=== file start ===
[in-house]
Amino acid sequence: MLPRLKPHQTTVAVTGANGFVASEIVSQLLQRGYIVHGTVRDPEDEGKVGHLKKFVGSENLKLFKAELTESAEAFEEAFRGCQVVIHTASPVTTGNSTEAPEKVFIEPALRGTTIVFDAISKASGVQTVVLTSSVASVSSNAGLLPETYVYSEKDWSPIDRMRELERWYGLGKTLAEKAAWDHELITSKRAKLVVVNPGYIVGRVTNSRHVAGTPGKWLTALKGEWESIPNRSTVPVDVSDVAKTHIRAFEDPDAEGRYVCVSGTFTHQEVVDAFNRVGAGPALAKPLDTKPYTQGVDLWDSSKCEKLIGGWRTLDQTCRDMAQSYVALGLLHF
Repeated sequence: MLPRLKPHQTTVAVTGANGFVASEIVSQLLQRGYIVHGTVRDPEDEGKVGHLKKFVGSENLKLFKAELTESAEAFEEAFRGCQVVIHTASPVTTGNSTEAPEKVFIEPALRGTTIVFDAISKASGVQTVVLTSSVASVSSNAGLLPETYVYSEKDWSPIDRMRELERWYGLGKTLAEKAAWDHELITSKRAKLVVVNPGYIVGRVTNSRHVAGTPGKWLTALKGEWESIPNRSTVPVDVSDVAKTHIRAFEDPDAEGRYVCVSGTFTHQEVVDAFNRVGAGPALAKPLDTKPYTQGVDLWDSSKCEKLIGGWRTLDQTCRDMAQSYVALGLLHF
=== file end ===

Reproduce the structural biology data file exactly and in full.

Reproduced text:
[in-house]
Amino acid sequence: MLPRLKPHQTTVAVTGANGFVASEIVSQLLQRGYIVHGTVRDPEDEGKVGHLKKFVGSENLKLFKAELTESAEAFEEAFRGCQVVIHTASPVTTGNSTEAPEKVFIEPALRGTTIVFDAISKASGVQTVVLTSSVASVSSNAGLLPETYVYSEKDWSPIDRMRELERWYGLGKTLAEKAAWDHELITSKRAKLVVVNPGYIVGRVTNSRHVAGTPGKWLTALKGEWESIPNRSTVPVDVSDVAKTHIRAFEDPDAEGRYVCVSGTFTHQEVVDAFNRVGAGPALAKPLDTKPYTQGVDLWDSSKCEKLIGGWRTLDQTCRDMAQSYVALGLLHF
Repeated sequence: MLPRLKPHQTTVAVTGANGFVASEIVSQLLQRGYIVHGTVRDPEDEGKVGHLKKFVGSENLKLFKAELTESAEAFEEAFRGCQVVIHTASPVTTGNSTEAPEKVFIEPALRGTTIVFDAISKASGVQTVVLTSSVASVSSNAGLLPETYVYSEKDWSPIDRMRELERWYGLGKTLAEKAAWDHELITSKRAKLVVVNPGYIVGRVTNSRHVAGTPGKWLTALKGEWESIPNRSTVPVDVSDVAKTHIRAFEDPDAEGRYVCVSGTFTHQEVVDAFNRVGAGPALAKPLDTKPYTQGVDLWDSSKCEKLIGGWRTLDQTCRDMAQSYVALGLLHF